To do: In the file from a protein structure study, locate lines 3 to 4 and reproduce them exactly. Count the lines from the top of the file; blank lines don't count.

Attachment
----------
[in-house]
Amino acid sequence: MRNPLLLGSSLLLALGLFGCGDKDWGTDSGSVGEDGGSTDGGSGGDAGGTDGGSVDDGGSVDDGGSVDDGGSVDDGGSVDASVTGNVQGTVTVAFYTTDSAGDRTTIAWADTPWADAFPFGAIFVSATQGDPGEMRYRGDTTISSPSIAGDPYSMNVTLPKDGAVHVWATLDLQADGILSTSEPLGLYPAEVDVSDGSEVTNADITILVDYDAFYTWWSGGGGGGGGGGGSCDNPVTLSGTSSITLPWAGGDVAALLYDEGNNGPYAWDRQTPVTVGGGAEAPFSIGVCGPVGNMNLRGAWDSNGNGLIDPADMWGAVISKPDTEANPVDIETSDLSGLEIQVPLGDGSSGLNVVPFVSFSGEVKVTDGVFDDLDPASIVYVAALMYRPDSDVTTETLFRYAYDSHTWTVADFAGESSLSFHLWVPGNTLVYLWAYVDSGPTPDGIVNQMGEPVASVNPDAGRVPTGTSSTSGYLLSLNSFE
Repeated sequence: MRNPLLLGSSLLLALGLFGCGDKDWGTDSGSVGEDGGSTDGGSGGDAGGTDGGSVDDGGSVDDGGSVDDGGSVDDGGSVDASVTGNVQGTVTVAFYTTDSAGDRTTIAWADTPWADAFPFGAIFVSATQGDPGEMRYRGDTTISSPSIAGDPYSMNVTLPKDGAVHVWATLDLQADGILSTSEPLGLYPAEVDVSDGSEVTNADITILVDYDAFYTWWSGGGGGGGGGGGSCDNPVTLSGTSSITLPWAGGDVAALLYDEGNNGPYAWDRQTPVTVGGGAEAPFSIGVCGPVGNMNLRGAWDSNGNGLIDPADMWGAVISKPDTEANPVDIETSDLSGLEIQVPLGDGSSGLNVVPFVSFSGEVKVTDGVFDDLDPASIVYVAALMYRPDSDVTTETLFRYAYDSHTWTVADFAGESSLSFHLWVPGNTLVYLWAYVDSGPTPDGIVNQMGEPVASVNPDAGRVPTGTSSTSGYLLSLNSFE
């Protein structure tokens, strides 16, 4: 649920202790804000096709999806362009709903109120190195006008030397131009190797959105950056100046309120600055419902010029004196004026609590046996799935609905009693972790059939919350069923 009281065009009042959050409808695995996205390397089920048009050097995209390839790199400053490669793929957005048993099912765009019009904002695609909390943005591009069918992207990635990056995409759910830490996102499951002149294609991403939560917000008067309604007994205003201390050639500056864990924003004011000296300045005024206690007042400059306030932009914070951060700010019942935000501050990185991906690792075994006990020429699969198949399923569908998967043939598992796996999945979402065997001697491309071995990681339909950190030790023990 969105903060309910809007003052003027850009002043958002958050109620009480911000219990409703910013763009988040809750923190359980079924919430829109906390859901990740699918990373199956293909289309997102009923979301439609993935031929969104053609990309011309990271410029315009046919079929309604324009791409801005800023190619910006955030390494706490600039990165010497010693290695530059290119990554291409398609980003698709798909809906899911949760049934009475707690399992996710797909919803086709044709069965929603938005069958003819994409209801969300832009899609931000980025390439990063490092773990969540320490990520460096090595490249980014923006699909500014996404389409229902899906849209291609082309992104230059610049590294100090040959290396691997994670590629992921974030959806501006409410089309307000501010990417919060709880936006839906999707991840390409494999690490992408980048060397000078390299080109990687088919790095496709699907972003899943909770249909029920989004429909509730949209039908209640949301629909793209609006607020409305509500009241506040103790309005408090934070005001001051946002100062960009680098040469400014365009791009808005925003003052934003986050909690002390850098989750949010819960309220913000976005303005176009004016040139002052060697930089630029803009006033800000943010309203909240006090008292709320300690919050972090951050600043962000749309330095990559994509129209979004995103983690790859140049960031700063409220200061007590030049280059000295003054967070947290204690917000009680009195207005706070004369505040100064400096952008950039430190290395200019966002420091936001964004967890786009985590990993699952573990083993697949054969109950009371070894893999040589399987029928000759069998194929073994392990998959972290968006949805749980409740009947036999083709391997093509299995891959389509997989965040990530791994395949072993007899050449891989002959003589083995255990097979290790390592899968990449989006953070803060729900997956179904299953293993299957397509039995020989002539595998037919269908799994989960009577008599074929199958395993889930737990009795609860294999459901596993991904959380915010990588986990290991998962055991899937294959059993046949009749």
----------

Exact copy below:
Repeated sequence: MRNPLLLGSSLLLALGLFGCGDKDWGTDSGSVGEDGGSTDGGSGGDAGGTDGGSVDDGGSVDDGGSVDDGGSVDDGGSVDASVTGNVQGTVTVAFYTTDSAGDRTTIAWADTPWADAFPFGAIFVSATQGDPGEMRYRGDTTISSPSIAGDPYSMNVTLPKDGAVHVWATLDLQADGILSTSEPLGLYPAEVDVSDGSEVTNADITILVDYDAFYTWWSGGGGGGGGGGGSCDNPVTLSGTSSITLPWAGGDVAALLYDEGNNGPYAWDRQTPVTVGGGAEAPFSIGVCGPVGNMNLRGAWDSNGNGLIDPADMWGAVISKPDTEANPVDIETSDLSGLEIQVPLGDGSSGLNVVPFVSFSGEVKVTDGVFDDLDPASIVYVAALMYRPDSDVTTETLFRYAYDSHTWTVADFAGESSLSFHLWVPGNTLVYLWAYVDSGPTPDGIVNQMGEPVASVNPDAGRVPTGTSSTSGYLLSLNSFE
């Protein structure tokens, strides 16, 4: 649920202790804000096709999806362009709903109120190195006008030397131009190797959105950056100046309120600055419902010029004196004026609590046996799935609905009693972790059939919350069923 009281065009009042959050409808695995996205390397089920048009050097995209390839790199400053490669793929957005048993099912765009019009904002695609909390943005591009069918992207990635990056995409759910830490996102499951002149294609991403939560917000008067309604007994205003201390050639500056864990924003004011000296300045005024206690007042400059306030932009914070951060700010019942935000501050990185991906690792075994006990020429699969198949399923569908998967043939598992796996999945979402065997001697491309071995990681339909950190030790023990 969105903060309910809007003052003027850009002043958002958050109620009480911000219990409703910013763009988040809750923190359980079924919430829109906390859901990740699918990373199956293909289309997102009923979301439609993935031929969104053609990309011309990271410029315009046919079929309604324009791409801005800023190619910006955030390494706490600039990165010497010693290695530059290119990554291409398609980003698709798909809906899911949760049934009475707690399992996710797909919803086709044709069965929603938005069958003819994409209801969300832009899609931000980025390439990063490092773990969540320490990520460096090595490249980014923006699909500014996404389409229902899906849209291609082309992104230059610049590294100090040959290396691997994670590629992921974030959806501006409410089309307000501010990417919060709880936006839906999707991840390409494999690490992408980048060397000078390299080109990687088919790095496709699907972003899943909770249909029920989004429909509730949209039908209640949301629909793209609006607020409305509500009241506040103790309005408090934070005001001051946002100062960009680098040469400014365009791009808005925003003052934003986050909690002390850098989750949010819960309220913000976005303005176009004016040139002052060697930089630029803009006033800000943010309203909240006090008292709320300690919050972090951050600043962000749309330095990559994509129209979004995103983690790859140049960031700063409220200061007590030049280059000295003054967070947290204690917000009680009195207005706070004369505040100064400096952008950039430190290395200019966002420091936001964004967890786009985590990993699952573990083993697949054969109950009371070894893999040589399987029928000759069998194929073994392990998959972290968006949805749980409740009947036999083709391997093509299995891959389509997989965040990530791994395949072993007899050449891989002959003589083995255990097979290790390592899968990449989006953070803060729900997956179904299953293993299957397509039995020989002539595998037919269908799994989960009577008599074929199958395993889930737990009795609860294999459901596993991904959380915010990588986990290991998962055991899937294959059993046949009749």